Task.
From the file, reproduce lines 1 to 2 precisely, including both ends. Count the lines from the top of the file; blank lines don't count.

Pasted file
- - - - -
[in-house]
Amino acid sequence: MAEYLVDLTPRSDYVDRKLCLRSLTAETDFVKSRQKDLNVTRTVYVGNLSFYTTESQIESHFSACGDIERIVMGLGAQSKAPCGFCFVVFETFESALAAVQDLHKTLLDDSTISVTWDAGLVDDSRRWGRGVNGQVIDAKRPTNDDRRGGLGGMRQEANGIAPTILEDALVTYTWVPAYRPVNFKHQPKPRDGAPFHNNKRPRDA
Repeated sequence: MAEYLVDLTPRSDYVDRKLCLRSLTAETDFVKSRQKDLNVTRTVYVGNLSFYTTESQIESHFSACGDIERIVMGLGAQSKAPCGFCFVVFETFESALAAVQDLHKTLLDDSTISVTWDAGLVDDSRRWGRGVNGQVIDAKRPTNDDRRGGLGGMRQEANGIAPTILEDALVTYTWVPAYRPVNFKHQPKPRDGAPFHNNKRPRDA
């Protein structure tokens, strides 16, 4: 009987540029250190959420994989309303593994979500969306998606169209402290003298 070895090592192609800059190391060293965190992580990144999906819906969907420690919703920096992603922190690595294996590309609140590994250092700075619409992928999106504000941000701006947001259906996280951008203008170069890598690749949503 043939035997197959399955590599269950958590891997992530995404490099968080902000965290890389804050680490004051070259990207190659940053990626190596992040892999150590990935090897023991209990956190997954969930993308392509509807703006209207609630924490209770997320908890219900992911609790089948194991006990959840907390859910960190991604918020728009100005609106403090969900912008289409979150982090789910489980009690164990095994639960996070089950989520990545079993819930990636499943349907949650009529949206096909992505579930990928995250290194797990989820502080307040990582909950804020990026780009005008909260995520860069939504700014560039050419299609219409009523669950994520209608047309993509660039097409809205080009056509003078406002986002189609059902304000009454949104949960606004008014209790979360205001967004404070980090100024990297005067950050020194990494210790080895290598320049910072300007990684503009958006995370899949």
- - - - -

[in-house]
Amino acid sequence: MAEYLVDLTPRSDYVDRKLCLRSLTAETDFVKSRQKDLNVTRTVYVGNLSFYTTESQIESHFSACGDIERIVMGLGAQSKAPCGFCFVVFETFESALAAVQDLHKTLLDDSTISVTWDAGLVDDSRRWGRGVNGQVIDAKRPTNDDRRGGLGGMRQEANGIAPTILEDALVTYTWVPAYRPVNFKHQPKPRDGAPFHNNKRPRDA